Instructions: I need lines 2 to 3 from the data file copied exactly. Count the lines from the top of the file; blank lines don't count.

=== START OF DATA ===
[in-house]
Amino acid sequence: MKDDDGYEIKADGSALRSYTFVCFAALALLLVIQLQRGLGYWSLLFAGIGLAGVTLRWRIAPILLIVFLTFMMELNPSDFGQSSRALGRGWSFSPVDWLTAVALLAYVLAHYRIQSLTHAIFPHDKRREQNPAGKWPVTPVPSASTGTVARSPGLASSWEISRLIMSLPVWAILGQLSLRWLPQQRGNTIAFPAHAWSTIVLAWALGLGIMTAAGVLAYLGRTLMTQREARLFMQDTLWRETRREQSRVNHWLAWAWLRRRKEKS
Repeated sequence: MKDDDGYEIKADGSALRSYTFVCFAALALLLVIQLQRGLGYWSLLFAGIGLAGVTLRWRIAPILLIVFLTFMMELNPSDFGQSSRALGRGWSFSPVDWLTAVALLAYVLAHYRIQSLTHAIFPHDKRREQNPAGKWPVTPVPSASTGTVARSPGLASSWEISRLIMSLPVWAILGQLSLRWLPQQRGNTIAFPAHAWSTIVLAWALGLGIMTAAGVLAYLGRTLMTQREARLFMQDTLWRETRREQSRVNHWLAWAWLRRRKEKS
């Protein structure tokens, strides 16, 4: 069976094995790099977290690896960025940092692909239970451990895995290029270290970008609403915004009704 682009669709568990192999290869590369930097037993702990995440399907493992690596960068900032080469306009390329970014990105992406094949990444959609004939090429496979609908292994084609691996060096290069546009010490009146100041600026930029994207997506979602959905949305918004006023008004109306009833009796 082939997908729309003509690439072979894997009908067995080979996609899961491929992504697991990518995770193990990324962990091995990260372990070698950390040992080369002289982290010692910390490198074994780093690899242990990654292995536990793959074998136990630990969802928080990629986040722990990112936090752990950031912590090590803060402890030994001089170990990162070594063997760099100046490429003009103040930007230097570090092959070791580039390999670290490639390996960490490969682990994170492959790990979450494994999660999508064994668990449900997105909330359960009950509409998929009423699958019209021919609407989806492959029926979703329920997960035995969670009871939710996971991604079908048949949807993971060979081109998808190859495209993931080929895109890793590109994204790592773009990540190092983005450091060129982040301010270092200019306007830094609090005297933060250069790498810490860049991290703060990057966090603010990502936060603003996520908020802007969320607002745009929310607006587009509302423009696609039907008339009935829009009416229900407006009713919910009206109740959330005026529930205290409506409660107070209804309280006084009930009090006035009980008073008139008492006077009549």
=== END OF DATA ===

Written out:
Amino acid sequence: MKDDDGYEIKADGSALRSYTFVCFAALALLLVIQLQRGLGYWSLLFAGIGLAGVTLRWRIAPILLIVFLTFMMELNPSDFGQSSRALGRGWSFSPVDWLTAVALLAYVLAHYRIQSLTHAIFPHDKRREQNPAGKWPVTPVPSASTGTVARSPGLASSWEISRLIMSLPVWAILGQLSLRWLPQQRGNTIAFPAHAWSTIVLAWALGLGIMTAAGVLAYLGRTLMTQREARLFMQDTLWRETRREQSRVNHWLAWAWLRRRKEKS
Repeated sequence: MKDDDGYEIKADGSALRSYTFVCFAALALLLVIQLQRGLGYWSLLFAGIGLAGVTLRWRIAPILLIVFLTFMMELNPSDFGQSSRALGRGWSFSPVDWLTAVALLAYVLAHYRIQSLTHAIFPHDKRREQNPAGKWPVTPVPSASTGTVARSPGLASSWEISRLIMSLPVWAILGQLSLRWLPQQRGNTIAFPAHAWSTIVLAWALGLGIMTAAGVLAYLGRTLMTQREARLFMQDTLWRETRREQSRVNHWLAWAWLRRRKEKS